Title: Amos T. Akerman to Thomas W. Price, 1 November 1871
Date: November 1, 1871
Source: Transcribed from digital images or a microfilm reproduction of the original item. For a description of the editorial rationale behind our treatment of the correspondence, see our statement of editorial policy.
Location: National Archives and Records Administration
Whitman Archive ID: nar.02554
Contributors to digital file: Elizabeth Lorang, Nima Najafi Kianfar, Melanie Krupa, and John Schwaninger
Nov. 1, 1871.
Thomas W. Price, Esq.
Your letter of the 27th ultimo to the Solicitor General has been received.
The District Attorney of New Mexico has been instructed to defend your son, as you are aware—and I do not think that the Government should be expected to furnish any other professional help in the matter. The regular counsellor for the Government must be presumed equal to all the wants of the Government in his profession in his Territory. If incompetent for this service, he must be held incompetent for all other service, and not remain in the office. And I cannot take any official action which would assume that Judge Palin is prejudiced. Impartiality is an essential judicial quality; and if satisfied that this judge is not impartial in the case of your son, I should feel bound forthwith to recommend to the President that he be removed from office. I think that the District Attorney, if he is satisfied that your son should be released upon habeas corpus, ought to make the application without regard to any supposed prejudice in the mind of the judge.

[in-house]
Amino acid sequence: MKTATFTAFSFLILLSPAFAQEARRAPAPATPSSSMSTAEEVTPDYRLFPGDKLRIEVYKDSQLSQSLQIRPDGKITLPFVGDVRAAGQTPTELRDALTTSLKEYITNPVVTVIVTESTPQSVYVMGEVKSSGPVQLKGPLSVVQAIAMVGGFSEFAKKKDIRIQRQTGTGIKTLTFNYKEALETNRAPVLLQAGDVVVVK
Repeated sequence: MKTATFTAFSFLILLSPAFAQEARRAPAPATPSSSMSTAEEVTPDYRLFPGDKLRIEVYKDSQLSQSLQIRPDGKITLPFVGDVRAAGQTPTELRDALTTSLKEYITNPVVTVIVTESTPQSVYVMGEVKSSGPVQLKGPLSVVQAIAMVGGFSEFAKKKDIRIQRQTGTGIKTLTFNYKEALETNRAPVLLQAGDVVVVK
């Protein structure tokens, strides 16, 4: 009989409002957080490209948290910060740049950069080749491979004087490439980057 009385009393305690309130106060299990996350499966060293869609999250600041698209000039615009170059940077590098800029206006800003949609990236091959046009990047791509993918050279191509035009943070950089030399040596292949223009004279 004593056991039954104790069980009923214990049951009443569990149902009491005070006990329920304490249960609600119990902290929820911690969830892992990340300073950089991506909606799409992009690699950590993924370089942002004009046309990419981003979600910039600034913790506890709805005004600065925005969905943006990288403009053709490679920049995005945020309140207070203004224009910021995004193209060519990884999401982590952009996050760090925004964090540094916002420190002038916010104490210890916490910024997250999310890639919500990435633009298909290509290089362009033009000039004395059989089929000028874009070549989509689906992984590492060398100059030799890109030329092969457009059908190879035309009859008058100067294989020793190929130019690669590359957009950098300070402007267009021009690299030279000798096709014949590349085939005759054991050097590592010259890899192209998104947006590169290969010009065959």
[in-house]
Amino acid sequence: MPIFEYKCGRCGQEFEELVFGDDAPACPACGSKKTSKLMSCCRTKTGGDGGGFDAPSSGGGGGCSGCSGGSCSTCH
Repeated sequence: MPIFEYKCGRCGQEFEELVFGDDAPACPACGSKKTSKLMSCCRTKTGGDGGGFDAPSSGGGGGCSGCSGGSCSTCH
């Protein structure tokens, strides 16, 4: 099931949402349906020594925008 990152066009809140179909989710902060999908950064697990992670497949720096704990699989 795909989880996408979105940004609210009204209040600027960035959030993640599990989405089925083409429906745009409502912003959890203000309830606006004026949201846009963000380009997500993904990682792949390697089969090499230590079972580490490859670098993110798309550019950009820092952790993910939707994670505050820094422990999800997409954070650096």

Further, I add, that if your son should be convicted on account of prejudice of either judges or jurors, when, in fact, he was innocent, I have no doubt that the President would promptly issue a pardon, (for such case,)—and that the War Department, if satisfied that the act for which he was convicted was properly done in the line of his duty, as an office, would interest itself to bring the matter to the President's notice.
A. T. Akerman,
Case of Price